In our current reality, even in the face of the Covid pandemic, the most visible pain for me is the racial injustices that persist, seemingly unimpeded. Exactly one week after my ordination service in 2015—wherein I promised to diligently study God’s scriptures, administer the Sacraments without prejudice, be generous with God’s grace, and work for justice and peace—a fellow ELCA member walked into Emanuel AME Church in Charleston, SC and killed nine children of God. Exactly one week into my ordained ministry, I was horrifically reminded of the mountains of racism that close us off from God’s vision for our world.
This is a failure I share with my colleagues and peers, but also I share this with my fellow Christian worshippers in ELCA and outside the ELCA. What has changed in these five years of my ordained ministry? Sometimes, I’m not sure my ministry has made any difference at all.
Of course, I know in my brain [and at least sometimes in my heart] that God refuses to leave us alone, that I have been privy to some momentous events of the Holy Spirit. Of course, God has accompanied us in serving others and comforting other. Of course God smiles with me when I place the Holy Meal in the hands of children. Of course, ministry has indeed happened.
But, at the same time, people of Trinity, people of the Lutheran Church of Mahomet (my previous call), people of the SWMN Synod of the ELCA, people of the ELCA, Christians everywhere: we have failed in our call to be God’s hands and feet. Racial injustice and violence separates us from God and God’s children. We must be better. We cannot claim to be Christ’s presence on earth if we do not weep at the sin of racism and rage against the machines that keep it going. Do not let it be lost on you that I was surrounded by white clergy only at my ordination.
It is my hope and prayer that, in five years when I celebrate 10 years of ordination, I can look back at my time in ministry with joy and celebration, that I have served a church that is working to dismantle racism. I know that 10 years is a pittance when compared to the centuries of violence against communities of color, and I weep when I consider how petty my feelings of failure are compared to the grief and fear that my failure inflicts on siblings of color.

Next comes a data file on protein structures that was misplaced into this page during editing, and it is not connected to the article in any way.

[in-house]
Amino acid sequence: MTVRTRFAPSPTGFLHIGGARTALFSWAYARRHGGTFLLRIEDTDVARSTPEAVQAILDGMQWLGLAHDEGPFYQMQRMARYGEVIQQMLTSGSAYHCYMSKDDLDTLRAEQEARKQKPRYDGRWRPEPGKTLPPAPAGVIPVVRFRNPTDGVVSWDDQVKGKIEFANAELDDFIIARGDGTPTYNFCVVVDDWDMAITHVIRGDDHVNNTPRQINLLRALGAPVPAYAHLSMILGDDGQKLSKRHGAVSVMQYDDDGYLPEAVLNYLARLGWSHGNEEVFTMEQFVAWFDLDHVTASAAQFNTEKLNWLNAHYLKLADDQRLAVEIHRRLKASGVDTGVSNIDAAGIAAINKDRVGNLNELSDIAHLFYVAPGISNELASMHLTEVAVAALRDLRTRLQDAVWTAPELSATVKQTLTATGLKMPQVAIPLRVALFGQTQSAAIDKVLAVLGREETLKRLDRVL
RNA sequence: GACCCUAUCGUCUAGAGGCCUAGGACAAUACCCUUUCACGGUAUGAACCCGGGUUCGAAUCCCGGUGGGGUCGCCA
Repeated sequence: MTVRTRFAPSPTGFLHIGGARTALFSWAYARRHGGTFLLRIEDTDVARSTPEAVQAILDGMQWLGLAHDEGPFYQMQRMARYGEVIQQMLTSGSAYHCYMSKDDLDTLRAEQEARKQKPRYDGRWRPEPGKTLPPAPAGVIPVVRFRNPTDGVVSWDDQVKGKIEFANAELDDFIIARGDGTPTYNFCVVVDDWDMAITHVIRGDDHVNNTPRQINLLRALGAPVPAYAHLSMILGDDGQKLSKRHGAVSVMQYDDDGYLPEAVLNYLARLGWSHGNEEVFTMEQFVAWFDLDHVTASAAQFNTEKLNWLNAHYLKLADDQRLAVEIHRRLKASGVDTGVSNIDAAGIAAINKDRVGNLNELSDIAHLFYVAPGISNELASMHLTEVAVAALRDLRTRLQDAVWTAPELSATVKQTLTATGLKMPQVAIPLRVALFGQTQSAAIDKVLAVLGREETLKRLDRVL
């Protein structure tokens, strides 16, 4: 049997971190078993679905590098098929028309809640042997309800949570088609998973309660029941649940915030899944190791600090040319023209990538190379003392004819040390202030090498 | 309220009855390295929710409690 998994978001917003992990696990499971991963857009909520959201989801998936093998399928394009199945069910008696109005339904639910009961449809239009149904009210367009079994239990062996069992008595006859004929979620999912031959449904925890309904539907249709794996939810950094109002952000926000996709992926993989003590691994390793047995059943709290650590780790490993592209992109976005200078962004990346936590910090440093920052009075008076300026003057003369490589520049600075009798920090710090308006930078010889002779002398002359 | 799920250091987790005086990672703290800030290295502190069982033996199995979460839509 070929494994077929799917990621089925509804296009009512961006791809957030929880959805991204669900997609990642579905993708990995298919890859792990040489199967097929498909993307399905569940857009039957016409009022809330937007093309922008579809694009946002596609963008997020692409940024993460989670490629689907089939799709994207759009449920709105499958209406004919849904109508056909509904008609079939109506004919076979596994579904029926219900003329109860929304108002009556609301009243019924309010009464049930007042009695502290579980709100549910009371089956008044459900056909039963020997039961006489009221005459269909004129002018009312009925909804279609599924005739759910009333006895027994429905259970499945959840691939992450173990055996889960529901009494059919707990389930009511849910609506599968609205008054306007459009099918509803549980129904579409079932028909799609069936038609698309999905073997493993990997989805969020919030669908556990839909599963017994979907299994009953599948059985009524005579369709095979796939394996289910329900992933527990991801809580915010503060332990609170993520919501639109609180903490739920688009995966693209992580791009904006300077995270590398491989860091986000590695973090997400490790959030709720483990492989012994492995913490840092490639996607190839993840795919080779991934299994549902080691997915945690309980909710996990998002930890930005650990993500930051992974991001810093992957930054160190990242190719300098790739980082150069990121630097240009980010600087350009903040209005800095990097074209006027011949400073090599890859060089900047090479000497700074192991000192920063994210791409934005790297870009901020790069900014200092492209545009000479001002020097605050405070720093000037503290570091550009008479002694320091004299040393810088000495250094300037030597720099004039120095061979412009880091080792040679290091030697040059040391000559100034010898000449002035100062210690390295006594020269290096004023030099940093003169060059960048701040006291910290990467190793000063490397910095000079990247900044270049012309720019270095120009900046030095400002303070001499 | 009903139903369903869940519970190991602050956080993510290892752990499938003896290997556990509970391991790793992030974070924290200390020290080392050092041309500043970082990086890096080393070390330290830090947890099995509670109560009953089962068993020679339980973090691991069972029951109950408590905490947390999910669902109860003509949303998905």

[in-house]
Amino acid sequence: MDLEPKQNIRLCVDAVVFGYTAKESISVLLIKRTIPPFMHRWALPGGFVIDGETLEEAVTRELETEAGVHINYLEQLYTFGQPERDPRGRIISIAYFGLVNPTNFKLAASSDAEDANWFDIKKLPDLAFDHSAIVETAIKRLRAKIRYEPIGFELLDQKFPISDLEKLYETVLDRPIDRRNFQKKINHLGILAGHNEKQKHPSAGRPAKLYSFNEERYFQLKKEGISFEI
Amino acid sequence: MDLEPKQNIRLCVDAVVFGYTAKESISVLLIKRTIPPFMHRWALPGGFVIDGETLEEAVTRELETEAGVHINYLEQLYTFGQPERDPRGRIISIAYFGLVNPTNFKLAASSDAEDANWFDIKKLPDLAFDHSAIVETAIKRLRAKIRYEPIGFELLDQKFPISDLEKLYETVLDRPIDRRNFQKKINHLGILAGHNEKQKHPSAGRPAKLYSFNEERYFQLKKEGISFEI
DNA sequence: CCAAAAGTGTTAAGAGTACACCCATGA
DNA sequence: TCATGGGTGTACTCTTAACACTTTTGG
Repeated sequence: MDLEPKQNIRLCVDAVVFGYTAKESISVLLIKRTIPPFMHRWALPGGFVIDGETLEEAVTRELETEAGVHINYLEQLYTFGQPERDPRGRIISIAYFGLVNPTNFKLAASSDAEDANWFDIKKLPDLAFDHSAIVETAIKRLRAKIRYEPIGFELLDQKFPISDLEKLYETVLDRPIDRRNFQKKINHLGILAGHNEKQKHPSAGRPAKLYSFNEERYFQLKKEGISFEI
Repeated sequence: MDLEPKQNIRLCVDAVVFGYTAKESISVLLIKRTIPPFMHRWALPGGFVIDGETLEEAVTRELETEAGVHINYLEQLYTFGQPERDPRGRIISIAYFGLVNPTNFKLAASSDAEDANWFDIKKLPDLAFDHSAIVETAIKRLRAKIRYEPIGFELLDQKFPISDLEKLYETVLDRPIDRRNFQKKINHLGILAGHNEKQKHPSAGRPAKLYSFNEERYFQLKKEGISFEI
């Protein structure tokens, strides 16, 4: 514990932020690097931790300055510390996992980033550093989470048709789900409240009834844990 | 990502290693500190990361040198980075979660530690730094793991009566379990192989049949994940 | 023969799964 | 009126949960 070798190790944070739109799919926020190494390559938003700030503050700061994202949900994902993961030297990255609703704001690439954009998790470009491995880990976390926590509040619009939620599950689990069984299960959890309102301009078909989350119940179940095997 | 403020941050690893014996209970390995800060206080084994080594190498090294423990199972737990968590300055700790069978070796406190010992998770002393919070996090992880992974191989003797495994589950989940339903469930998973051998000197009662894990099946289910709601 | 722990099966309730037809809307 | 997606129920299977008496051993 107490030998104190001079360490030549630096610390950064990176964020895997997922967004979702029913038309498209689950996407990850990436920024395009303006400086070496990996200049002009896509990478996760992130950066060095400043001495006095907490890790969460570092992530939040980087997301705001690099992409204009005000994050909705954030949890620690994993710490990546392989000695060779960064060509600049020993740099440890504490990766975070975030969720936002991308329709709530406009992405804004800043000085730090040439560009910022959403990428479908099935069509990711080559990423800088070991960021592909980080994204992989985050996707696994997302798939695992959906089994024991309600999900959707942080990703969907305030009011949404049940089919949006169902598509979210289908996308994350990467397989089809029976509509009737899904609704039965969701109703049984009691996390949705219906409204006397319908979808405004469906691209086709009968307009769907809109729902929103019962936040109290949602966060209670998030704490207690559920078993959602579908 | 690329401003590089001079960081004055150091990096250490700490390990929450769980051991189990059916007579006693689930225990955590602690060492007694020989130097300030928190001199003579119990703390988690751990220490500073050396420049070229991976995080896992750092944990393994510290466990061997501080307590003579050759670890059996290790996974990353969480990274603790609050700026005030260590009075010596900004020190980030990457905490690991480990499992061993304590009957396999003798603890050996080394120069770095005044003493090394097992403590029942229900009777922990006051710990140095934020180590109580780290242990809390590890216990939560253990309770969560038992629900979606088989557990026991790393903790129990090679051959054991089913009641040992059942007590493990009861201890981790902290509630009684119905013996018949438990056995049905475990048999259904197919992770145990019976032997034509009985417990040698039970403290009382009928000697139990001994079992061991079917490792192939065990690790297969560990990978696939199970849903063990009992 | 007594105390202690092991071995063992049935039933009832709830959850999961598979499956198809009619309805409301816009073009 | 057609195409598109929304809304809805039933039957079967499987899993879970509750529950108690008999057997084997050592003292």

I speak especially to the predominantly white ranks of the ELCA: if you, too, look back on your ministry (lay or ordained), if you too look back on your professional and personal lives and see the stagnant persistence of racism, then I ask you to commit yourself to this difficult work with me. Together with God’s call to justice and peace, we can pivot the world away from racism and towards wholeness.
What i'm doing to be better
I know that a lot of well-intending white folks, like me, do just as much harm or more by going with the flow and responding in ways that might feel uncomfortable but are altogether safe and protected in our privilege. If you're at a loss for how to confront your own biases, blindspots, and privilege, there are LOTS of wonderful resources out there. I myself have only become aware of and have only recently made use of some of these.